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You know those people who claim to not really like dessert, or who say they prefer salty flavours to sweet ones? I'm not one of them.
Dessert has always been a big thing for me. I'm generally a pretty clean eater who will happily order the side salad over the fries and have a smoothie or veggie scramble for breakfast. (Most of the time, anyway.) But put me face to face with a fudgy brownie or a scoop of fruit crumble with ice cream, and I'll never be able to say no—even when I'm already full.
For years, I was convinced that I just couldn't let myself enjoy treats whenever I felt like it, because I would inevitably spiral out of control and gain 40 kilos. So I managed my cravings by giving myself permission to have dessert once or twice a week. This never really worked, though. Since I knew my opportunities to indulge were limited, I'd almost always end up eating to the point of feeling uncomfortably stuffed—not to mention, guilty.
Then, about a year ago, all of this changed. My husband and I decided to travel for several months, which shook up my routine. In the past, dessert was almost always homemade, and we'd usually eat it on Friday nights while we vegged out in front of the TV. But suddenly, I didn't have the time (or the kitchen space) to bake homemade treats anymore. Plus, Friday nights usually involved something more interesting than sugar and screen time—like hanging out with new friends, exploring unfamiliar neighbourhoods, and, yes, trying local foods.
Though I didn't want to overdo it, I knew it would be silly to pass up an incredible treat I wouldn’t find at home (honeycomb ice cream, anyone?) just because I already had dessert that week. Before long, my old rigid habits had fallen away, and I found myself indulging whenever I wanted—which was pretty much every day. It's something I've continued to do since we returned home five months ago, and it's so much better than my old approach.
Here's how giving into my sweet tooth influenced my health and my day-to-day routine, plus, a few reasons you might want to consider loosening the reins a bit, too. (Did you know your body has six key fat-fighting hormones? See how easy it is to balance them so you can lose weight—even if you have a sweet tooth—with The Hormone Fix.)
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I became satisfied with smaller portions.
To my total surprise, giving myself the freedom to indulge didn't turn me into a bottomless pit for doughnuts and ice cream. I still find myself craving something sweet most days. But nine times out of 10, a chocolate peanut butter cup or a small cookie is enough to hit the spot. And when I do have something a bit more indulgent, I eat until I'm satisfied, not stuffed. Sometimes, I'll still polish off every last crumb or wipe the last bit of icing off the plate with my finger, but I also have no problem not finishing something if I'm full. Even if something tastes incredible, I now know that shoveling in another bite is rarely worth the bellyache that inevitably follows.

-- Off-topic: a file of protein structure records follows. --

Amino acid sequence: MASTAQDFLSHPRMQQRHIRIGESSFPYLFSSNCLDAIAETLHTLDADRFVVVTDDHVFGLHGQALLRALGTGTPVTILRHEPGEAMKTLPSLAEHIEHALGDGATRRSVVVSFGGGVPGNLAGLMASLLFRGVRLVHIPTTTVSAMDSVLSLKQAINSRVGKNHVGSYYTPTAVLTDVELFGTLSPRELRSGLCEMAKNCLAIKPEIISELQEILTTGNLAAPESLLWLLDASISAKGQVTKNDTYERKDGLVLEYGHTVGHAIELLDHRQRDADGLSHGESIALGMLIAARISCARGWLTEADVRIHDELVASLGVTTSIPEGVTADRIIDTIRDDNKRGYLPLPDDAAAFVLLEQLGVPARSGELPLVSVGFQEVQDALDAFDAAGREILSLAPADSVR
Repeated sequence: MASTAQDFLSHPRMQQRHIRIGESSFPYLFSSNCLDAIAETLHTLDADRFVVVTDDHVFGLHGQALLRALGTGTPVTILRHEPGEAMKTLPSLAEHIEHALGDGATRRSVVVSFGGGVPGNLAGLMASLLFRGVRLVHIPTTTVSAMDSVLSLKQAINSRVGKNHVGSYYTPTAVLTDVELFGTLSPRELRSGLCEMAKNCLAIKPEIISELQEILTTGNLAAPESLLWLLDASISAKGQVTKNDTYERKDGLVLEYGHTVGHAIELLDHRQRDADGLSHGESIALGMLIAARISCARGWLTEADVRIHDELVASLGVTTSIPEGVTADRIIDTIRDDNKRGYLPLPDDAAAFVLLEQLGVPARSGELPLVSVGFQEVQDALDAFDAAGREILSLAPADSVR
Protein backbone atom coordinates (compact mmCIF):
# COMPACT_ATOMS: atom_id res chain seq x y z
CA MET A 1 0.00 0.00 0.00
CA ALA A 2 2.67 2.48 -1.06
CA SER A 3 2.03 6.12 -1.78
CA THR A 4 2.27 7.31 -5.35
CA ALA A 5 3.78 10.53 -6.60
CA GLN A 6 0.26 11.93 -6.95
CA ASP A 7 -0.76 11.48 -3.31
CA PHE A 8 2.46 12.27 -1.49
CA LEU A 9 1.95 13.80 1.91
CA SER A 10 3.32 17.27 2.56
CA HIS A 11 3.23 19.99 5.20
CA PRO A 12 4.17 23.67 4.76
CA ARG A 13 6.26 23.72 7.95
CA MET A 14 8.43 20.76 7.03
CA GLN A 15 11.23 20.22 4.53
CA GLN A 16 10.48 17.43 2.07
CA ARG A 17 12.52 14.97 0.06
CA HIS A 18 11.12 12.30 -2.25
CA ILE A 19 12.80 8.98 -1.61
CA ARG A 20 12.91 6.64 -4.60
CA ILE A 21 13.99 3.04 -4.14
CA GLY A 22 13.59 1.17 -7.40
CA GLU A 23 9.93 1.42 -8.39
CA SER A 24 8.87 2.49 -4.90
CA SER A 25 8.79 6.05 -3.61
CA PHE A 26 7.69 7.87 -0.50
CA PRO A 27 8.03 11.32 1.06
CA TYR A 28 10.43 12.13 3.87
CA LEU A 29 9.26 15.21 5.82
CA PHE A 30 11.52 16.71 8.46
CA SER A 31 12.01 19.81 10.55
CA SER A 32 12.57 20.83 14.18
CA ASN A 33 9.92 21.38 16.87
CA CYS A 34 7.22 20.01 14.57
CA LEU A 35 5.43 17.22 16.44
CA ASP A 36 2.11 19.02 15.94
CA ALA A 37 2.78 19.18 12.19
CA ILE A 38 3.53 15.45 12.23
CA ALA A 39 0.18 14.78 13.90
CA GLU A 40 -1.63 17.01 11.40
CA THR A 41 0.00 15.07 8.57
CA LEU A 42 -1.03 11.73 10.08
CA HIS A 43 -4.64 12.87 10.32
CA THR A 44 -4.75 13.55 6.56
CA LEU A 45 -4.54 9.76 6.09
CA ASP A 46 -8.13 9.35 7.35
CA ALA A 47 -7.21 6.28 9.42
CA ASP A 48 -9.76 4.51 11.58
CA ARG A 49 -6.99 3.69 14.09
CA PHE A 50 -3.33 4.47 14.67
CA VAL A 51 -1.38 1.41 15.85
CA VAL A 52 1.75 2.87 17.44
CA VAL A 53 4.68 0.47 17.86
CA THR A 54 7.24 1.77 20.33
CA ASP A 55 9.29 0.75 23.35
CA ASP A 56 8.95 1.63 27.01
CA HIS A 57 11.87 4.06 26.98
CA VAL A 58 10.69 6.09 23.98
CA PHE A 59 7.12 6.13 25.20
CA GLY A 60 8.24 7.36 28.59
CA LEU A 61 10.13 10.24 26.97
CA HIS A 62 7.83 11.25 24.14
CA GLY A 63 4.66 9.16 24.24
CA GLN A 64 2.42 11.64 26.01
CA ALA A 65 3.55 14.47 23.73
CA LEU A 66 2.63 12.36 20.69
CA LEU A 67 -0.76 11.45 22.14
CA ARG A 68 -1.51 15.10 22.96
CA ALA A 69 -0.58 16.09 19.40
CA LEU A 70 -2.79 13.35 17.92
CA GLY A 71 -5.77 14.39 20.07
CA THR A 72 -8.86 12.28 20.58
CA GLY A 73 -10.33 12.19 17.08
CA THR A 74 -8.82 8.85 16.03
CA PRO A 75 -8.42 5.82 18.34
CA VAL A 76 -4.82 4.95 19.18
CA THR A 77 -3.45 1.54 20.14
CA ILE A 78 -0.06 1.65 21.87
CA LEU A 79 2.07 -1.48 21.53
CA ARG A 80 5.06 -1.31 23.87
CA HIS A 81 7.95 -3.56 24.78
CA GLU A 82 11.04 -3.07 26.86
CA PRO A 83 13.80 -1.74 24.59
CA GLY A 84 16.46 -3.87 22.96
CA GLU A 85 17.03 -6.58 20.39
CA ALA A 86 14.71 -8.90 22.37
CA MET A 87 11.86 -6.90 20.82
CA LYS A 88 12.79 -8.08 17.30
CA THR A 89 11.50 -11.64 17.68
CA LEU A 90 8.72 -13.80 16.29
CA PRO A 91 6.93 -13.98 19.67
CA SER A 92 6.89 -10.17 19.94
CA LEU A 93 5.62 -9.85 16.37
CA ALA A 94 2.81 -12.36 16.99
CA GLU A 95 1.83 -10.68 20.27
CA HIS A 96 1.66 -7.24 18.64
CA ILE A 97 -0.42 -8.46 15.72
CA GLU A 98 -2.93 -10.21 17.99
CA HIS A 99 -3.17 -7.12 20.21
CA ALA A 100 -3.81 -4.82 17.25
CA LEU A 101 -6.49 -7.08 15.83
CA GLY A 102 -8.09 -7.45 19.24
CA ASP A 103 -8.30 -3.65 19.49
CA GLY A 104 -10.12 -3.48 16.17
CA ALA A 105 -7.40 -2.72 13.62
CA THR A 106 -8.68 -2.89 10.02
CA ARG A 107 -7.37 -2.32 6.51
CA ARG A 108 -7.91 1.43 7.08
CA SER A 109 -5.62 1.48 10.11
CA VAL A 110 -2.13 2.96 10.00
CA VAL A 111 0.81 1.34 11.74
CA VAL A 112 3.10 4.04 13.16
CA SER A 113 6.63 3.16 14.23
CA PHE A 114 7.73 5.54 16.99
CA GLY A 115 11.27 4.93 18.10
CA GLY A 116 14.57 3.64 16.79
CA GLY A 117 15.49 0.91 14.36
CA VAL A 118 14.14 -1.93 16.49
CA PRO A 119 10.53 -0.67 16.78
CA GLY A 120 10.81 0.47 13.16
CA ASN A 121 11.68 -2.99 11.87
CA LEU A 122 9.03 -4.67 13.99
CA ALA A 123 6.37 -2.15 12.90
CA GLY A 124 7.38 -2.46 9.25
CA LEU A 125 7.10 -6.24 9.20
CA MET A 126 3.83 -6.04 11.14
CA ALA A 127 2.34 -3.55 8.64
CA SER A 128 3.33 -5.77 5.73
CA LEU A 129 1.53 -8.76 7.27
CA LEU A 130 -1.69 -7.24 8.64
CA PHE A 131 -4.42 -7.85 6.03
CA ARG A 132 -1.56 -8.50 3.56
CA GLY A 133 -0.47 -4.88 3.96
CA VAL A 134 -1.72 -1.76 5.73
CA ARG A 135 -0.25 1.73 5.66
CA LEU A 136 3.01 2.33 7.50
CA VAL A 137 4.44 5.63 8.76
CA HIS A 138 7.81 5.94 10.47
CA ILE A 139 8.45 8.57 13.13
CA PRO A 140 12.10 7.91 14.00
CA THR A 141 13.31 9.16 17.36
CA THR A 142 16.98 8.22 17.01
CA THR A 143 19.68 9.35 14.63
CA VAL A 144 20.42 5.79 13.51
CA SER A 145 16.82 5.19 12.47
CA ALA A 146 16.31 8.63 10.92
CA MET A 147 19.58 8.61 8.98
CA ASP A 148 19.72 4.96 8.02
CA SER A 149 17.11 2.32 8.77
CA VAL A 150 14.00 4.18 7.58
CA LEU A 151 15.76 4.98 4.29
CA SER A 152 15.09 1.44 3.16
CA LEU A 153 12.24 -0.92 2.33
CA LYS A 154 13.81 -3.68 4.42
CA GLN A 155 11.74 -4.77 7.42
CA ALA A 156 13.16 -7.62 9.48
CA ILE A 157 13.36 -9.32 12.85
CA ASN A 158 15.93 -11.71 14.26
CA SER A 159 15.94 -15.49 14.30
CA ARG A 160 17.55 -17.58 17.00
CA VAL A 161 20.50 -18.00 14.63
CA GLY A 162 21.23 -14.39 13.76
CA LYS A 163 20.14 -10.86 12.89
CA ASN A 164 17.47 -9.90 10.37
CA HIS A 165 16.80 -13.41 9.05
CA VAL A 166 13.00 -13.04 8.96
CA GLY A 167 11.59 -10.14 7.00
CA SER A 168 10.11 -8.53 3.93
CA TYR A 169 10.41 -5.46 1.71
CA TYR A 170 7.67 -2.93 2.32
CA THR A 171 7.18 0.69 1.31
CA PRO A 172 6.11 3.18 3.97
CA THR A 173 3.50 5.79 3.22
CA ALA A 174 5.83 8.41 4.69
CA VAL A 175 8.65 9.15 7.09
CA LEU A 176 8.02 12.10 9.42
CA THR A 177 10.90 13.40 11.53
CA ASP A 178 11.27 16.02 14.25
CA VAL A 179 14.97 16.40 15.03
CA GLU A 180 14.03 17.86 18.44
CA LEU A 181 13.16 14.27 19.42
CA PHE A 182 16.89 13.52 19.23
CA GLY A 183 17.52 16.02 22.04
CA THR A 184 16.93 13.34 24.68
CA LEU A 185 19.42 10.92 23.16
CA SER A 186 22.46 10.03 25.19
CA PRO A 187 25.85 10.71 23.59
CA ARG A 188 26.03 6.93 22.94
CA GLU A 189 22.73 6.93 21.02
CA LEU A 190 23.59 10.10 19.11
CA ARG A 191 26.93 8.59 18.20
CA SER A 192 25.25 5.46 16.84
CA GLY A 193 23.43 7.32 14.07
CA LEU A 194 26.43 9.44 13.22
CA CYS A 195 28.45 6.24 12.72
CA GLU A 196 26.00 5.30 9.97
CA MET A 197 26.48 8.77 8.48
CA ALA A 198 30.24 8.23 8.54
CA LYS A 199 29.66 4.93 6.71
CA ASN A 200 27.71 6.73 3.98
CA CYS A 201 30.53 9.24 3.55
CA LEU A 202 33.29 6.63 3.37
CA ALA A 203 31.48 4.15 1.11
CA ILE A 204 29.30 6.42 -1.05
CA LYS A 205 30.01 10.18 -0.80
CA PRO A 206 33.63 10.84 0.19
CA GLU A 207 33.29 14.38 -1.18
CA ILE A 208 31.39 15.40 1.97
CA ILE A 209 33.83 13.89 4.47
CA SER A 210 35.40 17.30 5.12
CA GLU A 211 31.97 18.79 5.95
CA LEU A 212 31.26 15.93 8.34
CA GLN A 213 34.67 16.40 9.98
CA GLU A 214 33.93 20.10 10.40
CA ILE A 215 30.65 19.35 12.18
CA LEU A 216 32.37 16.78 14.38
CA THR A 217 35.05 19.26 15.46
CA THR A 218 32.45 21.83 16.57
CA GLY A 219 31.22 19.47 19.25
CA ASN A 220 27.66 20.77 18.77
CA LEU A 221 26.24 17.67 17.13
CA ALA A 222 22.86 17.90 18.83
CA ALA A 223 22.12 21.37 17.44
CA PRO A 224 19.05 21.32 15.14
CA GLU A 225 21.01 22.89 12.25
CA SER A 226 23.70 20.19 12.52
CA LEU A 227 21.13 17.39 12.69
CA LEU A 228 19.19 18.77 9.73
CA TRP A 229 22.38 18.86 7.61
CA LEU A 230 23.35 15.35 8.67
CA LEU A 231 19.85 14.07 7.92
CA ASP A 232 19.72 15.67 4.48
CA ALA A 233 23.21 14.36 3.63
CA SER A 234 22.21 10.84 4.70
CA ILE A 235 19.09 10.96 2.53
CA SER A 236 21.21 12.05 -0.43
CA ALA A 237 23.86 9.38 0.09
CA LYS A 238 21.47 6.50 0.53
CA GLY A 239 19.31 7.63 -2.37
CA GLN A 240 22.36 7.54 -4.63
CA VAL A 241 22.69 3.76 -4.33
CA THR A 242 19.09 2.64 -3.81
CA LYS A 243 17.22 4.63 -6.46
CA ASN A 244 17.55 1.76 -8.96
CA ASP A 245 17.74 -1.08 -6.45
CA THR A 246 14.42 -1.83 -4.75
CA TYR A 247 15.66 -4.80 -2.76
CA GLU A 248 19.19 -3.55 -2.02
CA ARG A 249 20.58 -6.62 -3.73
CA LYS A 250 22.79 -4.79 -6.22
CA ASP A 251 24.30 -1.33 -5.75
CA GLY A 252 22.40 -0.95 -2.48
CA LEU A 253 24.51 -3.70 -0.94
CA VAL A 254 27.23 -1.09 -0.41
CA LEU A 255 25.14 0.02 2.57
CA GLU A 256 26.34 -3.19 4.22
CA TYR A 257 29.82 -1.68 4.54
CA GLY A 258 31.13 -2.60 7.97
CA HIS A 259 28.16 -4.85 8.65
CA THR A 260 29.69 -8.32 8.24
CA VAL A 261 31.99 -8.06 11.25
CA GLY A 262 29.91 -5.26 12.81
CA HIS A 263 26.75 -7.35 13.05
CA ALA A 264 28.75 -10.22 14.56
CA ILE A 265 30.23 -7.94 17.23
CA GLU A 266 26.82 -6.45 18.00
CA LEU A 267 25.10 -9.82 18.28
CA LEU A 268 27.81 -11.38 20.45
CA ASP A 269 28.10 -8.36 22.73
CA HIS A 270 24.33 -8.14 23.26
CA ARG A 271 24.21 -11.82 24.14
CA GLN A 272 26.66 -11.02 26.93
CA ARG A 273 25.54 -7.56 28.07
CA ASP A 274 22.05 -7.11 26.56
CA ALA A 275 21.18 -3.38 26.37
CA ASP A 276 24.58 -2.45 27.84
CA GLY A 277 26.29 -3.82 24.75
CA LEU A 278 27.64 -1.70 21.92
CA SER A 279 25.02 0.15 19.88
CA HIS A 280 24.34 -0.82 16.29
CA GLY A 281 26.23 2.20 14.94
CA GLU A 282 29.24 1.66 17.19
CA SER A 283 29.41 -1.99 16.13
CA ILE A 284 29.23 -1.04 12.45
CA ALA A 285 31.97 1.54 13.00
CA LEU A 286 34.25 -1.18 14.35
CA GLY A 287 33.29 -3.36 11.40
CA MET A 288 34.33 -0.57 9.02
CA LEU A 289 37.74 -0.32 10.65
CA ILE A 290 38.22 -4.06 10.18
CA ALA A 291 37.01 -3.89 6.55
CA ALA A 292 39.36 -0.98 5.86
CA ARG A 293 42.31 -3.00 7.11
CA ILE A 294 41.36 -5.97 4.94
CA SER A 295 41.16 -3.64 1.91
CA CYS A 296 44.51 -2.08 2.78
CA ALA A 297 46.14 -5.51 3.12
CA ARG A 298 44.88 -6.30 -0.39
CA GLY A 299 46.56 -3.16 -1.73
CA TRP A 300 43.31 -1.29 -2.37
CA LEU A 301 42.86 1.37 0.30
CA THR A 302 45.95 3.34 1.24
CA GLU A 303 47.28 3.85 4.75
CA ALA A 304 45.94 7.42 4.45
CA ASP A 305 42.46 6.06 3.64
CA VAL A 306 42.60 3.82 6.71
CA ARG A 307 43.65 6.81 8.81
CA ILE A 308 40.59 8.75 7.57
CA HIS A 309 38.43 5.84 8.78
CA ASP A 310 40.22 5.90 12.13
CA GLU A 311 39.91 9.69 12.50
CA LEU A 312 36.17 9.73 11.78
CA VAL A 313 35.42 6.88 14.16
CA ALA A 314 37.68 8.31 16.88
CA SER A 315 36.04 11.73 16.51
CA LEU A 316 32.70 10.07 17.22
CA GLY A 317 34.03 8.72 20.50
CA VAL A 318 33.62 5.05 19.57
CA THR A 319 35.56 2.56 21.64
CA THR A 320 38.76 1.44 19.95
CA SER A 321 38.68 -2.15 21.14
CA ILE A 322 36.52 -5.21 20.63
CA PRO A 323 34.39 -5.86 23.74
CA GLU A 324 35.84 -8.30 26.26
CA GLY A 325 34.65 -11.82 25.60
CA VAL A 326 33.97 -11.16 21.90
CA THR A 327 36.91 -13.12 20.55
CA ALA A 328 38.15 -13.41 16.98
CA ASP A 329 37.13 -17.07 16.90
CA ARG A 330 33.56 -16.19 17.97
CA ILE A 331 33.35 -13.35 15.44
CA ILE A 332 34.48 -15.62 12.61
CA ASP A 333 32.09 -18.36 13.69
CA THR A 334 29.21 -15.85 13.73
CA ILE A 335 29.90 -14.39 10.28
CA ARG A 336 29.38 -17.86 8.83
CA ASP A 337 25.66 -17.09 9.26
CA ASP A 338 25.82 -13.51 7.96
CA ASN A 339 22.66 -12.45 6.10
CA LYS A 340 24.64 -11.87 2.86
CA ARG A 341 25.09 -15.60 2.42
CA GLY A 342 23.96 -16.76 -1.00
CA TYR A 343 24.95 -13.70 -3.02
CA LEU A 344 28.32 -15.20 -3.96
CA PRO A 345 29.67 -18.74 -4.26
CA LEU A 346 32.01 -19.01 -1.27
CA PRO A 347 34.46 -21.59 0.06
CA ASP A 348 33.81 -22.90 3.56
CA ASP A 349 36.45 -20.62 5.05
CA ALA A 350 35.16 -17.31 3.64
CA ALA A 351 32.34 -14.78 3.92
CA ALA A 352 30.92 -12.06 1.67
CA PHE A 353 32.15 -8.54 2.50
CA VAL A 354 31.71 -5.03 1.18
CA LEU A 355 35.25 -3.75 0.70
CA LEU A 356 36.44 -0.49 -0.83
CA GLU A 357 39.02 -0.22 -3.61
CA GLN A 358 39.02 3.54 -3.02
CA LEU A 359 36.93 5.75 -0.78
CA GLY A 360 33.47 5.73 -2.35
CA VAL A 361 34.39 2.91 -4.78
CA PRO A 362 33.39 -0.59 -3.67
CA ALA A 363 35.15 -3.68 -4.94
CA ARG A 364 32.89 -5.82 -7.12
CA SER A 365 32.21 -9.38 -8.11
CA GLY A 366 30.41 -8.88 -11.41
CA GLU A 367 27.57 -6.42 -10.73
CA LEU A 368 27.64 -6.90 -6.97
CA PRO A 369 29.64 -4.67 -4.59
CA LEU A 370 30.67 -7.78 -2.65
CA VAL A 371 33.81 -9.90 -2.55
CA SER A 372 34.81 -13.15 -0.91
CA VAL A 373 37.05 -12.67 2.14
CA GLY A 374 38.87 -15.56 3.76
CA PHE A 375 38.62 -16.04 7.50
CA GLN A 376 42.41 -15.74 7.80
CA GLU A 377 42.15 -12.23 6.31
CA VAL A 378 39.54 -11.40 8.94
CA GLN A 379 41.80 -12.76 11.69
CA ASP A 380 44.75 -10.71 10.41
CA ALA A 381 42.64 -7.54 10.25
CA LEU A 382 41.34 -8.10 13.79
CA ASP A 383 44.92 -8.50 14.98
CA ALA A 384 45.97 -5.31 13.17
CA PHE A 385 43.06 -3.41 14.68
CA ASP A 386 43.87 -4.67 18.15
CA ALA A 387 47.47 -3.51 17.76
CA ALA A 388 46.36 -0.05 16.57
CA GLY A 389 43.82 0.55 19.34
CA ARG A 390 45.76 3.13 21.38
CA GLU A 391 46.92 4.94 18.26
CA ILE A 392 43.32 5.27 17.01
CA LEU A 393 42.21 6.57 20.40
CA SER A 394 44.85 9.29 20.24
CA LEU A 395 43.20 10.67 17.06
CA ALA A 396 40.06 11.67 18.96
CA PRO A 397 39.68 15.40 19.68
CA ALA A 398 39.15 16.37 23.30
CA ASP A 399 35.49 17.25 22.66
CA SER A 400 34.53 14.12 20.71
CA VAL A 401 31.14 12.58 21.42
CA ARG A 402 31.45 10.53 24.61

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I stopped feeling guilty about eating cake.
Whether I find myself at a café with friends, a big family meal, or a restaurant with my husband, opportunities to indulge come up all the time. In the past, I'd usually skip dessert on these occasions and end up feeling deprived. Or if I did say yes, I'd overdo it and feel guilty, which would drive me to eat even more junk. Those kinds of things just don't happen anymore. Now that I allow myself to have dessert whenever I want, I don't feel compelled to scarf down sugary stuff that I don't really want just because it's there. And a few times a month, when I get a hankering for something indulgent, like an ice cream sundae or a really delicious pastry, I'll have it, enjoy it, and move on. nbsp;
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I had to buy new pants.
You'd probably expect me to say that after a few weeks of daily dessert, my pants started to feel uncomfortably tight. Instead, I lost about 7 pounds in the last year, without altering any other aspect of my diet. My weight has always been in the healthy range (and still is), but these days my body feels lighter and my stomach feels flatter. By giving myself permission to eat dessert whenever the mood strikes instead of bingeing once or twice a week, I'm actually eating less dessert overall.
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I stopped the cycle of self-loathing.
I used to eat huge portions of dessert to feel like I got what I "deserved" for the week, which would leave me feeling guilty and out of control; like there was something wrong with me because I wasn't capable of enjoying a moderate helping like a "normal" person. These days, that stuff just doesn't factor in. I enjoy every bite without a side of self-loathing. And when I'm finished eating, I no longer think how I wish I had more or how I'm gross for eating so much. Instead, I think, wow, that was so good.
First published: 19 Apr 2017